MG.500.I


· Overview ·
· Origins ·
· Operation ·
· Detection and Removal ·
· Research ·



Overview

Summary:

Any program which, when run, installs another program. A common kind of dropper is a virus dropper, which when run will install a virus in the machine.

Alias:

[default], MG.500.G [Panda], MG.e [Kaspersky], MG4 [Computer Associates]

Category:

Dropper: In viruses and trojans, the dropper is the part of the program that installs the hostile code onto the system.

Backdoor: A secret or undocumented means of getting into a computer system, or software that uses such a means to penetrate a system. Some software has a backdoor placed by the programmer to allow them to gain access to troubleshoot or change the program. Software that is classified as a "backdoor" is designed to exploit a vulnerability in a system, and open it to future access by an attacker.

DDoS: A Distributed Denial of Service (DDoS) attack is one that pits many machines against a single victim. An example is the attacks of February 2000 against some of the biggest websites. Even though these websites have a theoretical bandwidth of a gigabit/second, distributing many agents throughout the Internet flooding them with traffic can bring them down. The Internet is defenseless against these attacks. The best defense is for users everywhere to run PestPatrol, and remove DDoS clients when they are found, so that their machines are not used as attack tools. Another approach is for ISPs to do ""egress filtering"": prevent packets from going outbound that do not originate from IP addresses assigned to the ISP. This cuts down on the problem of spoofed IP addresses.

Downloader: A program designed to retrieve and install additional files, when run. Most will be configured to retrieve from a designated web or FTP site.

Exploit: A way of breaking into a system. An exploit takes advantage of a weakness in a system in order to hack it. Exploits are the root of the hacker culture. Hackers gain fame by discovering an exploit. Others gain fame by writing scripts for it. Legions of script-kiddies apply the exploit to millions of systems, whether it makes sense or not. Since people make the same mistakes over-and-over, exploits for very different systems start to look very much like each other. Most exploits can be classified under major categories: buffer overflow, directory climbing, defaults, Denial of Service.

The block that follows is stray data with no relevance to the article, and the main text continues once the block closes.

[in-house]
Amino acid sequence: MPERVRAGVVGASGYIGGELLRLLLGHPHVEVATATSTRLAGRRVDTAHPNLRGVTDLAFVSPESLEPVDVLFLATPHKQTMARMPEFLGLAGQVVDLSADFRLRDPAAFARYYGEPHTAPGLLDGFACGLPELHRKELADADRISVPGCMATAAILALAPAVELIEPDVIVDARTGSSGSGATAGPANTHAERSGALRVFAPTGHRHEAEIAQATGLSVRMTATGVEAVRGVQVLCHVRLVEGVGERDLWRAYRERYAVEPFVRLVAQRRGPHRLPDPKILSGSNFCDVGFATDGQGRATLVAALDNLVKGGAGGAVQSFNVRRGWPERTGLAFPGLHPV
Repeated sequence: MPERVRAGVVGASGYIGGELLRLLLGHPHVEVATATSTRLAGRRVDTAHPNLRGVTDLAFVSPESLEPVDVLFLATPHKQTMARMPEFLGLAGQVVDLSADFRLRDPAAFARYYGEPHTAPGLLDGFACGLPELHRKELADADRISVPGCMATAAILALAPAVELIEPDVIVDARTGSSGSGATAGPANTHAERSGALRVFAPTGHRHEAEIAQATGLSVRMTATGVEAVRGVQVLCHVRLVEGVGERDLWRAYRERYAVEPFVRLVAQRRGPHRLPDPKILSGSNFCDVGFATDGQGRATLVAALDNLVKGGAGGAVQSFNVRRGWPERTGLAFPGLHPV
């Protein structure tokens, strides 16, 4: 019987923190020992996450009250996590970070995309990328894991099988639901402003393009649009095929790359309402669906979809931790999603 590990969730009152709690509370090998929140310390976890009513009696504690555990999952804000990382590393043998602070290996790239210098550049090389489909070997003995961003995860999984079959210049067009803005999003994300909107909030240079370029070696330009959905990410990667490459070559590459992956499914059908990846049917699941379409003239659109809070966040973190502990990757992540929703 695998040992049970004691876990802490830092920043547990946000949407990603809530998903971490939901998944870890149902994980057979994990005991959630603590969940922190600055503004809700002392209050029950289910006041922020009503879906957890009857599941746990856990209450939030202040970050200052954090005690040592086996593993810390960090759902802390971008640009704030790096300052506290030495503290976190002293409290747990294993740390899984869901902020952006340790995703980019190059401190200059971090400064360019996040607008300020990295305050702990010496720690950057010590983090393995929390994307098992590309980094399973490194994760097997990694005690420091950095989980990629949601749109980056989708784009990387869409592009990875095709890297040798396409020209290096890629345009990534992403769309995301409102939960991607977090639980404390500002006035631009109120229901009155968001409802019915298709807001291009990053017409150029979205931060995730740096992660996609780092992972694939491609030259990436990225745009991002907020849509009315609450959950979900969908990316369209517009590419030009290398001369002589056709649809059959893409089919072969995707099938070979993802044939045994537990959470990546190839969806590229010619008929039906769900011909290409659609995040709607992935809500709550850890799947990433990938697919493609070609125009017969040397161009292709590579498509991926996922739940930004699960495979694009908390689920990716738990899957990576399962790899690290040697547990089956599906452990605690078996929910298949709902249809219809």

Key Logger: (Keystroke Logger). A program that runs in the background, recording all the keystrokes. Once keystrokes are logged, they are hidden in the machine for later retrieval, or shipped raw to the attacker. The attacker then peruses them carefully in the hopes of either finding passwords, or possibly other useful information that could be used to compromise the system or be used in a social engineering attack. For example, a key logger will reveal the contents of all e-mail composed by the user. Keylog programs are commonly included in rootkits and RATs (remote administration trojans).

Misc Tool: Any tool that might be used in planning an attack on a system, developing tools for such an attack, or performing it.

Nuker: A program that disables a machine through damage to the registry, key files, the file system, etc.

Trojan: Any program with a hidden intent. Trojans are one of the leading causes of breaking into machines. If you pull down a program from a chat room, new group, or even from unsolicited e-mail, then the program is likely trojaned with some subversive purpose. The word Trojan can be used as a verb: To trojan a program is to add subversive functionality to an existing program. For example, a trojaned login program might be programmed to accept a certain password for any user's account that the hacker can use to log back into the system at any time. Rootkits often contain a suite of such trojaned programs.

Trojan Creation Tool: A program designed to create Trojans. Some of these tools merely wrap existing Trojans, to make them harder to detect. Others add a trojan to an existing product (such as RegEdit.exe), making it a Dropper.

Virus Creation Tool: A program designed to generate viruses. Even early virus creation tools were able to generate hundreds or thousands of different, functioning viruses, which were initially undetectable by current scanners.

Worm: A program that propagates itself by attacking other machines and copying itself to them. Both worms and viruses are self-replicating code that travels from machine to machine by various means. Both worms and viruses have, as their first objective, merely propagation. Both can be destructive, depending on what payload, if any, they have been given. But there are some differences: worms may replace files, but do not insert themselves into files. In contrast, viruses insert themselves in files, but do not replace them.

Similar Pests:

Dropper · Backdoor · DDoS · Downloader · Exploit · Key Logger · Misc Tool · Nuker · Trojan · Trojan Creation Tool · Virus Creation Tool · Worm

Origins

Date of Origin:

August, 2002

Operation

Storage Required:

  • MG.500.I: at least 9 KB
  • Detection and Removal

    Automatic Removal:

    PestPatrol detects this.

    PestPatrol removes this.



    Manual Removal:

    Follow these steps to remove MG.500.I from your machine. Begin by backing up your registry and your system, and/or setting a Restore Point, to prevent trouble if you make a mistake.
    Remove Files:

    Remove these files (if present) with Windows Explorer:

    Research

    File Analyses:

    More Info:

  • AllTheWeb, AltaVista, AOL Search, Ask Jeeves, Google, HotBot, Lycos, LookSmart, MSN, Yahoo!
  • Research By:

  • PestPatrol's Pest Research Center
  • Last Revised:

    April 03, 2005